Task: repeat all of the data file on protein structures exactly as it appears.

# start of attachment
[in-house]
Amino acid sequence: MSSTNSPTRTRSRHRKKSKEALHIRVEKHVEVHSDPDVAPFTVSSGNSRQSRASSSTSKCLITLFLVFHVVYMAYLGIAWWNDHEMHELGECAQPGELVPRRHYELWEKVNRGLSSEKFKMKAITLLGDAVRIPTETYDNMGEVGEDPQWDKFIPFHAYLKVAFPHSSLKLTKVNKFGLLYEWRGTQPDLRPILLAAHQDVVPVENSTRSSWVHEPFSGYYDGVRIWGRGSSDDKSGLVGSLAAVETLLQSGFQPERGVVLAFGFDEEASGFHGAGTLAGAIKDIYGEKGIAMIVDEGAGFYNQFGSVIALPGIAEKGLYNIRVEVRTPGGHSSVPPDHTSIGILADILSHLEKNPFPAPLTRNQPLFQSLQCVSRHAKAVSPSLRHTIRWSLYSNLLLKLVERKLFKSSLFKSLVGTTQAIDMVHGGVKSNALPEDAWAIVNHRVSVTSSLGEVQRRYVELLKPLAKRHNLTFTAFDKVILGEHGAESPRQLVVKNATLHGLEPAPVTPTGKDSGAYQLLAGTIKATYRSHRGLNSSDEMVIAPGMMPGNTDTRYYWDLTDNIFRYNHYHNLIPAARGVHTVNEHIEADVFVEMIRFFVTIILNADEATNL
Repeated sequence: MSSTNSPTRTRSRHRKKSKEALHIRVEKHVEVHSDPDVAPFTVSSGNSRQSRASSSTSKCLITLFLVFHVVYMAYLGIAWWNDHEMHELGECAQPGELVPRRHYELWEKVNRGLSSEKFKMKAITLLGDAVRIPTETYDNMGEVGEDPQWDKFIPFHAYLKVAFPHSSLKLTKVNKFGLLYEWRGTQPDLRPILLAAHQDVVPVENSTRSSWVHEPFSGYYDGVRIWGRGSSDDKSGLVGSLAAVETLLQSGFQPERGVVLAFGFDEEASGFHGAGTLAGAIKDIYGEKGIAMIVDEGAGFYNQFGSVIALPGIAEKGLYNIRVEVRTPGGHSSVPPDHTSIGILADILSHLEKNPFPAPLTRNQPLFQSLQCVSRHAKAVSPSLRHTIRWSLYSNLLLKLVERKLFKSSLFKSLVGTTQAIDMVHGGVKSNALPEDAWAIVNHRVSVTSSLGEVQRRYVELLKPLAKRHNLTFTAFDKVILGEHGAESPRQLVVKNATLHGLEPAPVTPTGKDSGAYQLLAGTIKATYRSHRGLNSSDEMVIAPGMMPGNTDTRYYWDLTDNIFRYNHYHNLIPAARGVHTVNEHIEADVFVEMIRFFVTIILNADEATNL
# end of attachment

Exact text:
[in-house]
Amino acid sequence: MSSTNSPTRTRSRHRKKSKEALHIRVEKHVEVHSDPDVAPFTVSSGNSRQSRASSSTSKCLITLFLVFHVVYMAYLGIAWWNDHEMHELGECAQPGELVPRRHYELWEKVNRGLSSEKFKMKAITLLGDAVRIPTETYDNMGEVGEDPQWDKFIPFHAYLKVAFPHSSLKLTKVNKFGLLYEWRGTQPDLRPILLAAHQDVVPVENSTRSSWVHEPFSGYYDGVRIWGRGSSDDKSGLVGSLAAVETLLQSGFQPERGVVLAFGFDEEASGFHGAGTLAGAIKDIYGEKGIAMIVDEGAGFYNQFGSVIALPGIAEKGLYNIRVEVRTPGGHSSVPPDHTSIGILADILSHLEKNPFPAPLTRNQPLFQSLQCVSRHAKAVSPSLRHTIRWSLYSNLLLKLVERKLFKSSLFKSLVGTTQAIDMVHGGVKSNALPEDAWAIVNHRVSVTSSLGEVQRRYVELLKPLAKRHNLTFTAFDKVILGEHGAESPRQLVVKNATLHGLEPAPVTPTGKDSGAYQLLAGTIKATYRSHRGLNSSDEMVIAPGMMPGNTDTRYYWDLTDNIFRYNHYHNLIPAARGVHTVNEHIEADVFVEMIRFFVTIILNADEATNL
Repeated sequence: MSSTNSPTRTRSRHRKKSKEALHIRVEKHVEVHSDPDVAPFTVSSGNSRQSRASSSTSKCLITLFLVFHVVYMAYLGIAWWNDHEMHELGECAQPGELVPRRHYELWEKVNRGLSSEKFKMKAITLLGDAVRIPTETYDNMGEVGEDPQWDKFIPFHAYLKVAFPHSSLKLTKVNKFGLLYEWRGTQPDLRPILLAAHQDVVPVENSTRSSWVHEPFSGYYDGVRIWGRGSSDDKSGLVGSLAAVETLLQSGFQPERGVVLAFGFDEEASGFHGAGTLAGAIKDIYGEKGIAMIVDEGAGFYNQFGSVIALPGIAEKGLYNIRVEVRTPGGHSSVPPDHTSIGILADILSHLEKNPFPAPLTRNQPLFQSLQCVSRHAKAVSPSLRHTIRWSLYSNLLLKLVERKLFKSSLFKSLVGTTQAIDMVHGGVKSNALPEDAWAIVNHRVSVTSSLGEVQRRYVELLKPLAKRHNLTFTAFDKVILGEHGAESPRQLVVKNATLHGLEPAPVTPTGKDSGAYQLLAGTIKATYRSHRGLNSSDEMVIAPGMMPGNTDTRYYWDLTDNIFRYNHYHNLIPAARGVHTVNEHIEADVFVEMIRFFVTIILNADEATNL